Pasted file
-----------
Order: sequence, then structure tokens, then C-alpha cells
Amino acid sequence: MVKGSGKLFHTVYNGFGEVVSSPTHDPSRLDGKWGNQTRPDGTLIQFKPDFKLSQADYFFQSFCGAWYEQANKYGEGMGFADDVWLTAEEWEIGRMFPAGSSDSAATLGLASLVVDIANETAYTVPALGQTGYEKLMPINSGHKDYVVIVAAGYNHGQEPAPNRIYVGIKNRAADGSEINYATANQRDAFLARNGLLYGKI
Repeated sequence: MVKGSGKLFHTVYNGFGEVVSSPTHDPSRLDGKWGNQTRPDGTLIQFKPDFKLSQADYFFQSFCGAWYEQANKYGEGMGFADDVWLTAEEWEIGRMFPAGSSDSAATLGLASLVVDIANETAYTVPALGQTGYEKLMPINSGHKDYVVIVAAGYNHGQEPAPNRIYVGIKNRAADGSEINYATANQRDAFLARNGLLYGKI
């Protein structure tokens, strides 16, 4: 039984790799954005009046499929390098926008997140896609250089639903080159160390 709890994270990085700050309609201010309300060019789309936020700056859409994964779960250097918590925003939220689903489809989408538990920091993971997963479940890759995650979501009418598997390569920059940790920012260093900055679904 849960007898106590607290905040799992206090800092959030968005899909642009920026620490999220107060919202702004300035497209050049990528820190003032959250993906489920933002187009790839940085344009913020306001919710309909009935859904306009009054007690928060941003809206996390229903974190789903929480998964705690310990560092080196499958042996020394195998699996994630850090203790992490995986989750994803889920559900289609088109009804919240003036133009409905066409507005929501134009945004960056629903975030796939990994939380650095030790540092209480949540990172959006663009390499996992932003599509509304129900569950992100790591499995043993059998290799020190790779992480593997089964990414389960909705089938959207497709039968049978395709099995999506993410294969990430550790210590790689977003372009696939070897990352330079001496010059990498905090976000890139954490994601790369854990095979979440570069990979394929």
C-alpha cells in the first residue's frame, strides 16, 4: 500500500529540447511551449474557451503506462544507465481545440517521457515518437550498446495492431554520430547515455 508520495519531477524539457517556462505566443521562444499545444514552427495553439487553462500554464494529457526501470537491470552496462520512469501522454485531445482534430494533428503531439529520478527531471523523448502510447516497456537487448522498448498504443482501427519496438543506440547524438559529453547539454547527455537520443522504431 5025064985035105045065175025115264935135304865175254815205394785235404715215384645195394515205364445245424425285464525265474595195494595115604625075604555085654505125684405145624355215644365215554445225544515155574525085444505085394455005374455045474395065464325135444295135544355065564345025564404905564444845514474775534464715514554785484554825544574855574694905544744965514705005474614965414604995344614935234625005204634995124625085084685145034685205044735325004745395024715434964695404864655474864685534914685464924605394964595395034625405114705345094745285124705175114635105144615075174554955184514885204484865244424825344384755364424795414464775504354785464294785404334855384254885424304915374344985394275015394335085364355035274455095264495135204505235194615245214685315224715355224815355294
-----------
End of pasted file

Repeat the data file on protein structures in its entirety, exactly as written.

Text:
Order: sequence, then structure tokens, then C-alpha cells
Amino acid sequence: MVKGSGKLFHTVYNGFGEVVSSPTHDPSRLDGKWGNQTRPDGTLIQFKPDFKLSQADYFFQSFCGAWYEQANKYGEGMGFADDVWLTAEEWEIGRMFPAGSSDSAATLGLASLVVDIANETAYTVPALGQTGYEKLMPINSGHKDYVVIVAAGYNHGQEPAPNRIYVGIKNRAADGSEINYATANQRDAFLARNGLLYGKI
Repeated sequence: MVKGSGKLFHTVYNGFGEVVSSPTHDPSRLDGKWGNQTRPDGTLIQFKPDFKLSQADYFFQSFCGAWYEQANKYGEGMGFADDVWLTAEEWEIGRMFPAGSSDSAATLGLASLVVDIANETAYTVPALGQTGYEKLMPINSGHKDYVVIVAAGYNHGQEPAPNRIYVGIKNRAADGSEINYATANQRDAFLARNGLLYGKI
């Protein structure tokens, strides 16, 4: 039984790799954005009046499929390098926008997140896609250089639903080159160390 709890994270990085700050309609201010309300060019789309936020700056859409994964779960250097918590925003939220689903489809989408538990920091993971997963479940890759995650979501009418598997390569920059940790920012260093900055679904 849960007898106590607290905040799992206090800092959030968005899909642009920026620490999220107060919202702004300035497209050049990528820190003032959250993906489920933002187009790839940085344009913020306001919710309909009935859904306009009054007690928060941003809206996390229903974190789903929480998964705690310990560092080196499958042996020394195998699996994630850090203790992490995986989750994803889920559900289609088109009804919240003036133009409905066409507005929501134009945004960056629903975030796939990994939380650095030790540092209480949540990172959006663009390499996992932003599509509304129900569950992100790591499995043993059998290799020190790779992480593997089964990414389960909705089938959207497709039968049978395709099995999506993410294969990430550790210590790689977003372009696939070897990352330079001496010059990498905090976000890139954490994601790369854990095979979440570069990979394929």
C-alpha cells in the first residue's frame, strides 16, 4: 500500500529540447511551449474557451503506462544507465481545440517521457515518437550498446495492431554520430547515455 508520495519531477524539457517556462505566443521562444499545444514552427495553439487553462500554464494529457526501470537491470552496462520512469501522454485531445482534430494533428503531439529520478527531471523523448502510447516497456537487448522498448498504443482501427519496438543506440547524438559529453547539454547527455537520443522504431 5025064985035105045065175025115264935135304865175254815205394785235404715215384645195394515205364445245424425285464525265474595195494595115604625075604555085654505125684405145624355215644365215554445225544515155574525085444505085394455005374455045474395065464325135444295135544355065564345025564404905564444845514474775534464715514554785484554825544574855574694905544744965514705005474614965414604995344614935234625005204634995124625085084685145034685205044735325004745395024715434964695404864655474864685534914685464924605394964595395034625405114705345094745285124705175114635105144615075174554955184514885204484865244424825344384755364424795414464775504354785464294785404334855384254885424304915374344985394275015394335085364355035274455095264495135204505235194615245214685315224715355224815355294